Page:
I’ll start this review by telling you that I’ve never been a huge Forgotten Realms guy, although I love the older Forgotten Realms products. I’ve owned the boxed sets, source books and a few novels from the 2e era of the Realms. I even own the 3e forgotten Realms book, even though I played very little 3e and when I did it was never in Ed Greenwood’s creation. So with that out of the way, lets get to the subject of this review, WOTC’s latest 4e release, Neverwinter.
This book is just one cog in the wheel that is Neverwinter, which includes novels, a videogame (now delayed) , comics, and more. And right when you open the book, you’re told that with an ad. A perforated insert that you can tear off and throw away. It was a little bizarre to see that as part of the book, but I guess I understand why it’s there. And honestly, it came right off and I forgot about it. But I did find it odd and somewhat out-of-place.
But what about the book? Well, it’s a typical 4e hardcover book, and I found it interesting that in the back it not only mentions the Essentials books, but also the core Player’s Handbooks and DM Books as well. For a while it seemed as if WOTC wanted to pretend those older books never existed, so it was nice to see them mentioned. The last book listed as one to use with Neverwinter? The Forgotten Realms Campaign Guide.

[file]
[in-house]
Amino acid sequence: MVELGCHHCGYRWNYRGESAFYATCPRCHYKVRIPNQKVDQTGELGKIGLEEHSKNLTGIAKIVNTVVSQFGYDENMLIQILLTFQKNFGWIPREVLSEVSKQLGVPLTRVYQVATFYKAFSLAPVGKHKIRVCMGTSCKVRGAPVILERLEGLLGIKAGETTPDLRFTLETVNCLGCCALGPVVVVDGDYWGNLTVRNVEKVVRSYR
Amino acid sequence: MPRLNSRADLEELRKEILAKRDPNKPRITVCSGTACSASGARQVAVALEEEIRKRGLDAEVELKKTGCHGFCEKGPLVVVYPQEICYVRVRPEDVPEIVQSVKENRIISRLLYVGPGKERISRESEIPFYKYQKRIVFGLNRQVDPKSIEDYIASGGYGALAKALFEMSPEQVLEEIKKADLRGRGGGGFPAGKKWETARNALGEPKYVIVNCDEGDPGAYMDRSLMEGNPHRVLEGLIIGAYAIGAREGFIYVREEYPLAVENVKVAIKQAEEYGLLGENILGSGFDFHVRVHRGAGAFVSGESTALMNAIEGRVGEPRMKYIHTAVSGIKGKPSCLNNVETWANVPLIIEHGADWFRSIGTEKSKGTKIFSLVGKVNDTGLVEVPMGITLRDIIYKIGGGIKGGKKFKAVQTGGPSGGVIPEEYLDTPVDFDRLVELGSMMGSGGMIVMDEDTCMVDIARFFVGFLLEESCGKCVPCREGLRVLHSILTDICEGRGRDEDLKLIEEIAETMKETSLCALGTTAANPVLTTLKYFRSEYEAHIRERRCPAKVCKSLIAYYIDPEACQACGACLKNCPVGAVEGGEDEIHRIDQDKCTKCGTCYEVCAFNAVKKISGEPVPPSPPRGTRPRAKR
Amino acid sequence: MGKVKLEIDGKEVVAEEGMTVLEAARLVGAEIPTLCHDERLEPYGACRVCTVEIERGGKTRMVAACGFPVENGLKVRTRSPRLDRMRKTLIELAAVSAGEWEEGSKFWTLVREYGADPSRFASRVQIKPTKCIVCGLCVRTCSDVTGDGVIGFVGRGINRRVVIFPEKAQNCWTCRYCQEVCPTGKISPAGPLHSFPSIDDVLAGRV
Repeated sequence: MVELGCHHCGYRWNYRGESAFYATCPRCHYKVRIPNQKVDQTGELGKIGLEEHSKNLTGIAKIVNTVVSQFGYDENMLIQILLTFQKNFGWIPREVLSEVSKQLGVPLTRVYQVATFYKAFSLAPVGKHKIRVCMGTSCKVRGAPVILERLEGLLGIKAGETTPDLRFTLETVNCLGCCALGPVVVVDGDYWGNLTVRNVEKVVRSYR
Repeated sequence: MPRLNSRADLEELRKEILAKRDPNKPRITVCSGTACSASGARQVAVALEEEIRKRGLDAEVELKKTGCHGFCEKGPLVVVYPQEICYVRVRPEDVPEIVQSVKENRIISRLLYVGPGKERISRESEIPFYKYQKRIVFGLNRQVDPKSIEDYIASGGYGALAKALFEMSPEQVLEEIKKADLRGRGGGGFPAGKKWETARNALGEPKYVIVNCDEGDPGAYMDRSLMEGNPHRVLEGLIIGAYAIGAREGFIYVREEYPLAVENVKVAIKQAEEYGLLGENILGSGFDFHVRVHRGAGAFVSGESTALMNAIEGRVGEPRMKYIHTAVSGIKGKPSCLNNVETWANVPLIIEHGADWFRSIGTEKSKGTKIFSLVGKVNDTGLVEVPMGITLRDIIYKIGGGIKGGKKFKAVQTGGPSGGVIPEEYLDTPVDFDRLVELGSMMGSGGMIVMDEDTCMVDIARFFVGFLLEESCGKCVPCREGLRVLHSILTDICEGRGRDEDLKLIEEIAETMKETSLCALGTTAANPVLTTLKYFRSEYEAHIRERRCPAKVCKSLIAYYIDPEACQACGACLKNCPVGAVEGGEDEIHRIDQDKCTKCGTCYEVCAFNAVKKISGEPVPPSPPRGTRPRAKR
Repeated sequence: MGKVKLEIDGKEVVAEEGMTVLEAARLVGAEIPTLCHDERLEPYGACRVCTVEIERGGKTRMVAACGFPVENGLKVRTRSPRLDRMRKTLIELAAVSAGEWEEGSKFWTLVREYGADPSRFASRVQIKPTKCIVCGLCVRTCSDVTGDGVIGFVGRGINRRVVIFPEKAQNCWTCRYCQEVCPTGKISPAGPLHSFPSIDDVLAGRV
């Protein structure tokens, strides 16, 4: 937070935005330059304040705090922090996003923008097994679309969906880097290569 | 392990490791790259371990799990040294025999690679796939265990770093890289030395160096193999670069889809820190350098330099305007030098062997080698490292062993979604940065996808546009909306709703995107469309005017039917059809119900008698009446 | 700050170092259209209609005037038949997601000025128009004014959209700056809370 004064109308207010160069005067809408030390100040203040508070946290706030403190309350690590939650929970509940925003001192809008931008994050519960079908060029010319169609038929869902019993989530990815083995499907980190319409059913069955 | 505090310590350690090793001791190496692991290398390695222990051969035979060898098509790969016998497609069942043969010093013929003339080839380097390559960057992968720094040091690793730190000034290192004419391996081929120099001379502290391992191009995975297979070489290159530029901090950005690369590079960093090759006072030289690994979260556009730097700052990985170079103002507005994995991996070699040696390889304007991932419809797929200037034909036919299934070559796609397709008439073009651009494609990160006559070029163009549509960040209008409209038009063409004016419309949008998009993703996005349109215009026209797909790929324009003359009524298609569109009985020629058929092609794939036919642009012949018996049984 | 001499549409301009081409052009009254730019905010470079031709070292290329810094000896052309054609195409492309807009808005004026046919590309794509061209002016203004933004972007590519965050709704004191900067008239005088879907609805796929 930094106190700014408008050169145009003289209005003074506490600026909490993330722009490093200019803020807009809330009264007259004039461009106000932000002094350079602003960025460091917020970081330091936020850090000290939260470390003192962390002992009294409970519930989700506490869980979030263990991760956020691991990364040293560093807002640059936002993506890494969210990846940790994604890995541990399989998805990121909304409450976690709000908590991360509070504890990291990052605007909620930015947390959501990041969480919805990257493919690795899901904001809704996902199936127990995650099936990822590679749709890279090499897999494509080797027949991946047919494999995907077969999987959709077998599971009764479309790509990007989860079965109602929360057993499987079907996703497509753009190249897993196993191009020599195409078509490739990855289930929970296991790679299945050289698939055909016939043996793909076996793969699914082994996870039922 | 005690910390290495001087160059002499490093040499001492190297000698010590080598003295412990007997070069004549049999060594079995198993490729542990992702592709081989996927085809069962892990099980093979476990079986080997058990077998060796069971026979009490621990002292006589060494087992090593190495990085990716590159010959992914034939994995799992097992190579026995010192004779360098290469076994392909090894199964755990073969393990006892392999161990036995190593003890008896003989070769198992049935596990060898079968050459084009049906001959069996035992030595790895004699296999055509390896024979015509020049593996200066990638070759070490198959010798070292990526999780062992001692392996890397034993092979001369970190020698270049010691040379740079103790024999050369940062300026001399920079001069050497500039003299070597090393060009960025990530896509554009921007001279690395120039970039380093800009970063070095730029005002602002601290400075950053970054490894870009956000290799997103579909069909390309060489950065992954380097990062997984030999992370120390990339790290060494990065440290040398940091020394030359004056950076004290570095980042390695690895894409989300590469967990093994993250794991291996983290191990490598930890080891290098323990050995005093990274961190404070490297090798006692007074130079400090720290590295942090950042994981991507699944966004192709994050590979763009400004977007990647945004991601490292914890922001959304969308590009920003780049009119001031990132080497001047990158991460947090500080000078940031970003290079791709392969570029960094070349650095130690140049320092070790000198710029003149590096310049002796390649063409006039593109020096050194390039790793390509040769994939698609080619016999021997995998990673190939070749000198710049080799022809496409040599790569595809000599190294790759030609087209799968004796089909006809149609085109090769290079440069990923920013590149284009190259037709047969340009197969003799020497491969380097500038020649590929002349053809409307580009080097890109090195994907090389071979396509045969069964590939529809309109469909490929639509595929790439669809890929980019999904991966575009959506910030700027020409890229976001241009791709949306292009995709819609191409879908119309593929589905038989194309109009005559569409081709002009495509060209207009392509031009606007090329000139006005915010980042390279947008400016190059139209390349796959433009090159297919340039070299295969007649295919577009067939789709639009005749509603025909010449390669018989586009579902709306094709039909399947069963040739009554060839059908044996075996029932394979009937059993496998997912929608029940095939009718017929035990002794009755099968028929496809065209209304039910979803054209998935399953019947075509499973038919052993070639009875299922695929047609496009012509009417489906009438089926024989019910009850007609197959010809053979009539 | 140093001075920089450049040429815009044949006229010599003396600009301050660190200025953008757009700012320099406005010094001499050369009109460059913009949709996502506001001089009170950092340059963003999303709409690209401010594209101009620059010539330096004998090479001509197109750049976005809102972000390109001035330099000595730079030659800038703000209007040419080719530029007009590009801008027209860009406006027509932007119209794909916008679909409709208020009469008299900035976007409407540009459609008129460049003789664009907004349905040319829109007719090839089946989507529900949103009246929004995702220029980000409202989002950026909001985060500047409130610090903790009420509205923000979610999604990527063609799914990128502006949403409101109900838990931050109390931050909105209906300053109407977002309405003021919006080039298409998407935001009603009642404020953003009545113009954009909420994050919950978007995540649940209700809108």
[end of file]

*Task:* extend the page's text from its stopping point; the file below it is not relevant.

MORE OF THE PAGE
At 223 pages, it is a nice sized hardcover, four chapters long, with both new and recycled art sprinkled throughout the book. It also includes a double side poster map of both the city of Neverwinter and its counterpart in the Shadowfell, Evernight. The map is by Mike Schley, whose work I really, really like. The book is written by Matt Sernett, Ari Marmell, and Erik Scott de Bie.